Friday, April 27, 2012

Come Sail Away

Check out our new Bar and Bat Mitzvah gift suggestions at

31-year-old Matt Rutherford just returned to Baltimore.

He sailed away 314 days earlier, towards New York. He returned with his bow still pointing north. How is that possible?

A: He circumnavigated the Americas, first person ever to do it solo.

23,000 miles. That's nearly the circumference of the Earth.

WYPR interviewed him the day before his dramatic arrival. He told of some pretty harrowing moments, like when an ocean liner missed him by a couple feet in the middle of the night.

But that kind of danger and treacherousness wasn't the worst part, Matt says. At some point during the trip, he told the Washington Post that he was experiencing a profound lonliness.

“Lonely to the point where anything living is comforting. A bird, a fish, even a barnacle. I think I’m beyond lonely.”

But that's not the Table-Talk reason for telling the story.

When he began, other world-class sailors described his attempt as practically suicidal.

“What Matt is trying to do, I’m absolutely blown away by it,” Herb McCormick said. “He’s doing this in a boat that, frankly, I’d be scared to sail from Newport to Bermuda. I’m in awe of the guy. This is such a mammoth undertaking, and to do it without stopping — alone — is mind-boggling.

Here's what he looked like at the homecoming

Question for your table: What would motivate a person to do this?

Hint: He wasn't looking for a thrill, nor to make the record books, nor to prove himself.

Another hint: What would possibly motivate YOU to spend 314 days alone (never mind the danger)?

Shabbat Shalom.

Friday, April 20, 2012


Announcement: We have begun adding suggested Bar and Bat Mitzvah gifts to our portal,

In memory of ______ (fill in the blank). My late father's birthday would have been this week. Many Jews worldwide are remembering loved ones, some of them heroes, some of them "regular folk", all of them beloved.

The news media believe that everyone wants to know who won the Megamillions jackpot. Maybe they're right? Is the winner a hero?

First question for your table: If someone offered you $656 million, would you take it?

Heroism is certainly not certain. This week marks the fifth anniversary of the Virginia Tech shootings. Do you remember Prof. Librescu? Even if you do, you may find this short article worth your time:

From what we read of Prof. Librescu’s life, he was a kind soul, a loving husband and father, an enthusiastic teacher – a mensch, in fact. He put other people’s needs before his own – he had rachmanus. Was his a just fate?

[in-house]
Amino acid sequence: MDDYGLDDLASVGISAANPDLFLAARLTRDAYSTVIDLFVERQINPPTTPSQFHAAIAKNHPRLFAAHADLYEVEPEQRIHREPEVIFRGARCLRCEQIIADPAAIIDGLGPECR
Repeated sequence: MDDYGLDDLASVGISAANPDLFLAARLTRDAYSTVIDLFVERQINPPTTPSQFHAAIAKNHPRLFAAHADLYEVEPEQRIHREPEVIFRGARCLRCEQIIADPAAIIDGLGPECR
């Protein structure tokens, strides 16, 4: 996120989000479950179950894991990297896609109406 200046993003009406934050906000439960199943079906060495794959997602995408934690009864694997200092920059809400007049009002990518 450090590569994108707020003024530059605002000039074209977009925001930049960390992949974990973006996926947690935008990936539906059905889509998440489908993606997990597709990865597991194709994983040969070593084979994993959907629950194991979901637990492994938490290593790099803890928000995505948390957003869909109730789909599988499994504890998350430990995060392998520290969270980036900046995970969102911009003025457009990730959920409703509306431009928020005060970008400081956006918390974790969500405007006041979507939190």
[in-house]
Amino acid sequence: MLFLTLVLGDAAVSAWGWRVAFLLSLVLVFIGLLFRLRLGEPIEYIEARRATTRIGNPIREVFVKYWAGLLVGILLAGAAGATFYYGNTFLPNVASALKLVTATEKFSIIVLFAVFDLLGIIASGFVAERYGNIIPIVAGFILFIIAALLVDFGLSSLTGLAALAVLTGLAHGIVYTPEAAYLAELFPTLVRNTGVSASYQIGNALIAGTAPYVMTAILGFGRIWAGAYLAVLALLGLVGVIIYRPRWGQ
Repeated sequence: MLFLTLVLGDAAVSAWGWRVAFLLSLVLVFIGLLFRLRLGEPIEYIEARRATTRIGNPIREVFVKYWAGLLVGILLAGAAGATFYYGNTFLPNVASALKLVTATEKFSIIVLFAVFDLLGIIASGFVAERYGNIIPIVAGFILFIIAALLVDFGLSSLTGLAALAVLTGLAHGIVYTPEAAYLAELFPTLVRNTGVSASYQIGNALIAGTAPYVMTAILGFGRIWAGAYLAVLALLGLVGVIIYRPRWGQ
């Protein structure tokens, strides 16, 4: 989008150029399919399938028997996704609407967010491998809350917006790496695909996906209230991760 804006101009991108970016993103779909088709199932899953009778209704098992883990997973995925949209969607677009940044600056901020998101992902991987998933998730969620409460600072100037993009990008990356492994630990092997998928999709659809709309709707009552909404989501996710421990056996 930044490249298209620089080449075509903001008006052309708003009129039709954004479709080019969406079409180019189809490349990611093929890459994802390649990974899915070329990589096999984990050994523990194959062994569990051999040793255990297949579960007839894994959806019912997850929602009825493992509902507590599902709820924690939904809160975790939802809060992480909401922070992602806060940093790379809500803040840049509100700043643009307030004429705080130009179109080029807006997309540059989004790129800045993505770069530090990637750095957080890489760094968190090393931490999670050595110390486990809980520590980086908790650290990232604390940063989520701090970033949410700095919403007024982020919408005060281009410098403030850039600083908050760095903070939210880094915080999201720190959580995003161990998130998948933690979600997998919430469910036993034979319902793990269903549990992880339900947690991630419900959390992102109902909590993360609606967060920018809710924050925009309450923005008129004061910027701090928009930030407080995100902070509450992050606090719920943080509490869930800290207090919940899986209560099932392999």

Let’s look at another 2007 news item about fate, fortune and values:

2002 Powerball winner Jack Whittaker wishes he had never won.
The irony of his regret is that he did not use the jackpot to indulge himself. He only wanted to give to others. But the fortune and fame destroyed his family.

“I wish I'd torn that ticket up,” he told ABC News.

You can read why here (warning – it’s not a pleasant story).

Indeed, in reaction to the newest overnight millionnaires, the Chicago Tribune warns them about the "lottery curse".
"Nine out of 10 big prize winners lost their windfall within five years" (full story here).

Question #2 for your table: If someone offered you $656 million (before taxes) - no strings attached - would you take it?

What if, in order to get the money, you had to do one single act of embarrassing another person in public?

OK, let’s keep the no-strings attached. I assume the answer would be yes...

But before we give you the money, we’d like you to make one final choice:

You may keep the $315 million or.... it for a once-in-your-lifetime chance to save one person’s life (if you pass this up, you’ll never have another similar opportunity)?

True wealth is greatness of character - a poor mensch is far wealthier than a rich SOB.

May those who are mourning be comforted, and may you and I receive all the resources we need to achieve our greatest dreams.

Shabbat Shalom.

— a decent person

Thursday, April 05, 2012

Running Out of Time

Dedicated to Steve Goldstein, a great friend of many who knew the true meaning of freedom. May his memory be a blessing.

Our new spring bulletin: Click here

Downloadable Haggada: Click here

Full 2012 Pesach Kit: Click here

The great Google-Exodus spoof (2.2 million views): Click here

(FYI, two people today contacted me asking if they know anyone looking for a place at a Seder. If you know of any such person, including yourself, there are families in every community who would like to host you - please contact me ASAP.)

I suppose you'd like a question for your table.... How is this Seder this year going to be different from all other Seders of past years?

Shabbat Shalom and Chag Sameach - Happy Passover!